HACKENSACK, NJ-- Tough economic times can be blamed for the current game of roulette played by health-care insurers when it comes to coverage of experimental or off-label treatments, said Grace Powers Monaco, JD, director of the Medical Care Ombudsman Program, Medical Care Management Corp. Bethesda, Md. But overeager physicians, patients, and patient advocacy groups must also share some of the blame for the current tug of war, she said.
HACKENSACK, NJ-- Tough economic times can be blamed for the currentgame of roulette played by health-care insurers when it comesto coverage of experimental or off-label treatments, said GracePowers Monaco, JD, director of the Medical Care Ombudsman Program,Medical Care Management Corp. Bethesda, Md. But overeager physicians,patients, and patient advocacy groups must also share some ofthe blame for the current tug of war, she said.
Independent reviewers, such as Medical Care Management Corp.,can often help resolve disagreements (see below). The companyprovides case review services for employers, insurers, and managedcare plans on a fee basis, and pro bono for patients who cannotafford to pay. Ms. Monaco is also founder of the Candle Lighters,an advocacy group for parents of children with cancer.
The problem goes back to the early 1980s, when the federal governmentstopped including patient support care costs in grants for studiesof new therapies, she said at a conference, sponsored by the NorthernNew Jersey Cancer Center, Hackensack Medical Center.
By 1986, she said, payers realized that patient supportive carecosts were being passed on to them. They responded with more rigorousenforcement of exclusion clauses, especially regarding autologousbone marrow transplantation (ABMT) for adult lymphoma patientsand later for breast cancer and other indications.
Compounding the problem, Ms. Monaco said, was the tendency bysome physicians to oversell the case for ABMT. The media pickedup the story, and patients, many of whom were medically ineligible,begin clamoring for transplants.
Unfortunately, some patient advocacy groups may be exacerbatingthe situation, she said, "by always assuming that the patientis right." As a result, physicians and patients may be atcross purposes with each other," she said, pointing to casesin which patients have inappropriately sued physicians for notproviding experimental care (see the first case history ,below).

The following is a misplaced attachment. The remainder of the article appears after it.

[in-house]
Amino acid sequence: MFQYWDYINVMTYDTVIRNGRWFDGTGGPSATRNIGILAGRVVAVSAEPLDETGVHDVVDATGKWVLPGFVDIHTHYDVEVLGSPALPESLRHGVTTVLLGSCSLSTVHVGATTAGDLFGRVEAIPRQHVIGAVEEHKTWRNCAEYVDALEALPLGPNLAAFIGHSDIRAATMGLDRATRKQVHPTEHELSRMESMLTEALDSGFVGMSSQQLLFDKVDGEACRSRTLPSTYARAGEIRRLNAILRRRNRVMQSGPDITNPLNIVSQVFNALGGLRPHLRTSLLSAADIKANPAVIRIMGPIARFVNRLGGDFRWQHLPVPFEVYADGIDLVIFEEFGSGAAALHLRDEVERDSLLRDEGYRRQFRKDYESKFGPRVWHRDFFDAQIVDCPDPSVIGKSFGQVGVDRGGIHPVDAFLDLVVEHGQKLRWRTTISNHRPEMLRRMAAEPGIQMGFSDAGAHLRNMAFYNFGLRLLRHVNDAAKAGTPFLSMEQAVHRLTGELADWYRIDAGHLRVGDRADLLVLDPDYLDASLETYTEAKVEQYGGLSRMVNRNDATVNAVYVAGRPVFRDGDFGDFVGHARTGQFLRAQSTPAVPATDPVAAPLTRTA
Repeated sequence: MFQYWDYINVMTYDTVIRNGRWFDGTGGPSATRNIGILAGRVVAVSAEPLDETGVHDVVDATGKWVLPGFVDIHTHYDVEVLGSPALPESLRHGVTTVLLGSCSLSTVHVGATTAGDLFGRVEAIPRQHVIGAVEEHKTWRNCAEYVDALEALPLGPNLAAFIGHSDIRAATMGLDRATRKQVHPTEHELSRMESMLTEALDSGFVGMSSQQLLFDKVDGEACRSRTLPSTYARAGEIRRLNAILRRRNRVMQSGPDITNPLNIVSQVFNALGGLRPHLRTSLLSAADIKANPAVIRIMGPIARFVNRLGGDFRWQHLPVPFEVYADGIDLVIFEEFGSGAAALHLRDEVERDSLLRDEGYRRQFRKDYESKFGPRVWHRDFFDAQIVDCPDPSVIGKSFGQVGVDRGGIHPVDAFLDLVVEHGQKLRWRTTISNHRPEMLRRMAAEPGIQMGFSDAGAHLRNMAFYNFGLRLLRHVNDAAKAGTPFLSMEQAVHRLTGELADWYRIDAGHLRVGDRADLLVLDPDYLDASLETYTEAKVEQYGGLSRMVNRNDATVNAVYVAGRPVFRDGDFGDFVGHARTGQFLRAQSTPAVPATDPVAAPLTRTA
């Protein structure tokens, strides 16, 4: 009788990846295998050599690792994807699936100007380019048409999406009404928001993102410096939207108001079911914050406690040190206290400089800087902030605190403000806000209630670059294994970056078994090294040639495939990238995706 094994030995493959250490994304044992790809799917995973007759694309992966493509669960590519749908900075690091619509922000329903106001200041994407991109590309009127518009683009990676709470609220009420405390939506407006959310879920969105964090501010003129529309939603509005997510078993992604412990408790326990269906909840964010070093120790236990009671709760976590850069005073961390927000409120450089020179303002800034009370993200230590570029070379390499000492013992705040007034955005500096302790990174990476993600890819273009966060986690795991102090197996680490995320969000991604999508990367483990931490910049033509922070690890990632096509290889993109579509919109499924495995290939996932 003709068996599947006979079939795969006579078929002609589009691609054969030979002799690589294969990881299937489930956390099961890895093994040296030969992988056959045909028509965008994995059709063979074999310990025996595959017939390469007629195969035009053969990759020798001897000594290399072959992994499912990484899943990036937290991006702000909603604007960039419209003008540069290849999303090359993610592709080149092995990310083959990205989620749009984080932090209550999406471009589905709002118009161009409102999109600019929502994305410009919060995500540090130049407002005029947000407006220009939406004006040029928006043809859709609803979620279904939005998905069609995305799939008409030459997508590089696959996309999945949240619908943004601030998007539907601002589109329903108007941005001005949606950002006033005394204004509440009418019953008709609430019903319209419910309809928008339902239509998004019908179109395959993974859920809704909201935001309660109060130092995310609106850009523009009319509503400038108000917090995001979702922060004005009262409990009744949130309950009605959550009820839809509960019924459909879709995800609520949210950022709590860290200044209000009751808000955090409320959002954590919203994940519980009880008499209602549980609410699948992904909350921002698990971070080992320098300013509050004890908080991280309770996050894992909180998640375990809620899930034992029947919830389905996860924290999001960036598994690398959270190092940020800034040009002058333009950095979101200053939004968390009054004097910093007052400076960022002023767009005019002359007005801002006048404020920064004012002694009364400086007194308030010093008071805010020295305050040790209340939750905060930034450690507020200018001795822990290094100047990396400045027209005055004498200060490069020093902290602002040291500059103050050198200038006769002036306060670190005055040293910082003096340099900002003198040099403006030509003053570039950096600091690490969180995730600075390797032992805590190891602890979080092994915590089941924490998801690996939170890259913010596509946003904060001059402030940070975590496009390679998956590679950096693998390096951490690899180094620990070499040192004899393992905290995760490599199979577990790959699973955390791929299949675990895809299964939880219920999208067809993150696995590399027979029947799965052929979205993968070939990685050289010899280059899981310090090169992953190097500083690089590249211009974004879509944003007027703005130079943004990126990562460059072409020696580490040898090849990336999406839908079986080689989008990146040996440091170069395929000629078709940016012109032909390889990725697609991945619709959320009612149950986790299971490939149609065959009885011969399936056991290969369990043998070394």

Some physicians, perhaps out of fear of such lawsuits, have lackedthe courage to deny patients' requests for inappropriate treatments,Ms. Monaco said. When the decision is made to go forward witha costly experimental treatment, instead of facing economic issueshead-on before treatment, physicians may take the ostrich approach:"Let's just bill the charges and see if they will pay forit."
Ms. Monaco maintains that many managed care plans will pay fortreatment in meaningful clinical trials, but some may look forexcuses not to pay, such as the fact that patients signed informedconsents (case history 2).
She stressed the importance of physicians' letters written onbehalf of their patients, but warned, "Don't write a letteruntil you know the contract language. Write truthfully about thepositive aspects of the treatment and why it is necessary forthis patient." Unfortunately, a carelessly written lettercan "shoot the patient in the foot" (see case history3). Ms. Monaco also noted that in the process of writing the letter,it sometimes becomes clear to the physician that this is not theright treatment for the patient.
She urged improved communications among all the interested partiesand made several recommendations:
A mother whose young son was diagnosed with a brain tumor waspreparing to sue the oncologists providing care, claiming thatthe tumor had been found late and her son's treatment was inappropriate.
Medical Care Management Corp. was consulted on a pro bono basis,and the organization sent the child's medical records to fivetop pediatric oncologists. The mother had already engaged a lawyer,who planned to use a professional expert witness who was not apediatric oncologist.
The experts consulted by Medical Care Management Corp. agreedthat the child's tumor had been diagnosed early rather than late,and that appropriate therapy had been initiated within a weekof diagnosis.
A child who was being treated for Wilms' tumor had relapsed onceand his physician recommended BMT. The insurer initially turneddown the request because the child was part of a national clinicaltrial, and his family had given informed consent, acknowledgingparticipation in the clinical trial. The managed care companyrequested a paid review from Medical Care Management Corp. Reviewersdemonstrated that the procedure was "standard care"for the child, that it had had been shown to be medically effective,and that participation in the trial was to further refine informationon efficacy. The managed care plan agreed to cover the procedure.
A teenager had survived retinoblastoma in infancy, but had losther eye as a result. Now, 15 years later, technology is availableto give the young woman an acceptable eye. Her physician wrotea three-page letter describing the medical necessity of the reconstructivesurgery, but in the last paragraph noted that it would be "cosmetically"valuable for her.
The case was initially reviewed by a "lay" reviewerat the insurance company who saw the buzz word "cosmetic"and turned down the request.
The patient requested a pro bono review by Medical Care ManagementCorp. After the review, the insurer reconsidered, paid for theprocedure, and was grateful that the error had been caught andcorrected. The patient now looks and feels terrific.